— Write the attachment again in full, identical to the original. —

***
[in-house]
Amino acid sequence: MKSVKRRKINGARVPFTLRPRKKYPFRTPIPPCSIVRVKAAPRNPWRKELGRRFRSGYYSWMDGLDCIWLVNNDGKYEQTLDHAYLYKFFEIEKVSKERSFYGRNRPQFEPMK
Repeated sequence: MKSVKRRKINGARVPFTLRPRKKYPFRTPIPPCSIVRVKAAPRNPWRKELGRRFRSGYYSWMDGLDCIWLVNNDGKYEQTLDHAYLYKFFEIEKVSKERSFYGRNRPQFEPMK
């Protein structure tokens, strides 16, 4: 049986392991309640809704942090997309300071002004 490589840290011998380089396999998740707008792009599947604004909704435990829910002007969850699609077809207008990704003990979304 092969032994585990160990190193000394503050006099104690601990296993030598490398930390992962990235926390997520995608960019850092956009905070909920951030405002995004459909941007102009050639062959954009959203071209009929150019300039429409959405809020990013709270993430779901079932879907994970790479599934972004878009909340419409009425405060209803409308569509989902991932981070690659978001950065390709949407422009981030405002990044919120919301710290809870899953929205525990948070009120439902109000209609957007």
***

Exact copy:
[in-house]
Amino acid sequence: MKSVKRRKINGARVPFTLRPRKKYPFRTPIPPCSIVRVKAAPRNPWRKELGRRFRSGYYSWMDGLDCIWLVNNDGKYEQTLDHAYLYKFFEIEKVSKERSFYGRNRPQFEPMK
Repeated sequence: MKSVKRRKINGARVPFTLRPRKKYPFRTPIPPCSIVRVKAAPRNPWRKELGRRFRSGYYSWMDGLDCIWLVNNDGKYEQTLDHAYLYKFFEIEKVSKERSFYGRNRPQFEPMK
């Protein structure tokens, strides 16, 4: 049986392991309640809704942090997309300071002004 490589840290011998380089396999998740707008792009599947604004909704435990829910002007969850699609077809207008990704003990979304 092969032994585990160990190193000394503050006099104690601990296993030598490398930390992962990235926390997520995608960019850092956009905070909920951030405002995004459909941007102009050639062959954009959203071209009929150019300039429409959405809020990013709270993430779901079932879907994970790479599934972004878009909340419409009425405060209803409308569509989902991932981070690659978001950065390709949407422009981030405002990044919120919301710290809870899953929205525990948070009120439902109000209609957007």